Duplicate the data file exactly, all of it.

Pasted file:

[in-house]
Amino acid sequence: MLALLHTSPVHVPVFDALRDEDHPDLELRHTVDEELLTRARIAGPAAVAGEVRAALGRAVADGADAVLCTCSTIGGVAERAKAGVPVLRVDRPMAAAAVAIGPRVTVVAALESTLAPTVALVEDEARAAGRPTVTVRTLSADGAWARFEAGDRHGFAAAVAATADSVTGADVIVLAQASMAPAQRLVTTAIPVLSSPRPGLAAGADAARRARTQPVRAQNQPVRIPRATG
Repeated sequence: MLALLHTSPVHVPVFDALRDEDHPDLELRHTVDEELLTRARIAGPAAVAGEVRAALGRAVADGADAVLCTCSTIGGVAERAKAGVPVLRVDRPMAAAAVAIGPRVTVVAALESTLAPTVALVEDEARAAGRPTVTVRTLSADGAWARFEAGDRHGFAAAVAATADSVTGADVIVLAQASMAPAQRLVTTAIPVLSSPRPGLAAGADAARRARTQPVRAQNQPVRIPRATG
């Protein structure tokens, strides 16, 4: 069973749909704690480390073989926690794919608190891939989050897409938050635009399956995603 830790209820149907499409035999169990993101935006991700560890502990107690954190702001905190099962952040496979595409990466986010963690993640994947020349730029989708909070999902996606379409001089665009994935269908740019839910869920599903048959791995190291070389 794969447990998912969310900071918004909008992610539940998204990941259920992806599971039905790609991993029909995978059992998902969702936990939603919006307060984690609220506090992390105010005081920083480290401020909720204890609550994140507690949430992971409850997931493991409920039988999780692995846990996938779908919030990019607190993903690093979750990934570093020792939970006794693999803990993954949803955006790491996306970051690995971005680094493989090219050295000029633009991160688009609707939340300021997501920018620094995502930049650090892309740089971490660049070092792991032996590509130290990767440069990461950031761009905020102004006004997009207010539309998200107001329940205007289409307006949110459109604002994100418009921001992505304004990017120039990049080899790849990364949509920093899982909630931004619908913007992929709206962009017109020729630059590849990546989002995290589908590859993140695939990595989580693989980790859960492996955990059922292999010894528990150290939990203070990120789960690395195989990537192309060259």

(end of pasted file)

[in-house]
Amino acid sequence: MLALLHTSPVHVPVFDALRDEDHPDLELRHTVDEELLTRARIAGPAAVAGEVRAALGRAVADGADAVLCTCSTIGGVAERAKAGVPVLRVDRPMAAAAVAIGPRVTVVAALESTLAPTVALVEDEARAAGRPTVTVRTLSADGAWARFEAGDRHGFAAAVAATADSVTGADVIVLAQASMAPAQRLVTTAIPVLSSPRPGLAAGADAARRARTQPVRAQNQPVRIPRATG
Repeated sequence: MLALLHTSPVHVPVFDALRDEDHPDLELRHTVDEELLTRARIAGPAAVAGEVRAALGRAVADGADAVLCTCSTIGGVAERAKAGVPVLRVDRPMAAAAVAIGPRVTVVAALESTLAPTVALVEDEARAAGRPTVTVRTLSADGAWARFEAGDRHGFAAAVAATADSVTGADVIVLAQASMAPAQRLVTTAIPVLSSPRPGLAAGADAARRARTQPVRAQNQPVRIPRATG
């Protein structure tokens, strides 16, 4: 069973749909704690480390073989926690794919608190891939989050897409938050635009399956995603 830790209820149907499409035999169990993101935006991700560890502990107690954190702001905190099962952040496979595409990466986010963690993640994947020349730029989708909070999902996606379409001089665009994935269908740019839910869920599903048959791995190291070389 794969447990998912969310900071918004909008992610539940998204990941259920992806599971039905790609991993029909995978059992998902969702936990939603919006307060984690609220506090992390105010005081920083480290401020909720204890609550994140507690949430992971409850997931493991409920039988999780692995846990996938779908919030990019607190993903690093979750990934570093020792939970006794693999803990993954949803955006790491996306970051690995971005680094493989090219050295000029633009991160688009609707939340300021997501920018620094995502930049650090892309740089971490660049070092792991032996590509130290990767440069990461950031761009905020102004006004997009207010539309998200107001329940205007289409307006949110459109604002994100418009921001992505304004990017120039990049080899790849990364949509920093899982909630931004619908913007992929709206962009017109020729630059590849990546989002995290589908590859993140695939990595989580693989980790859960492996955990059922292999010894528990150290939990203070990120789960690395195989990537192309060259």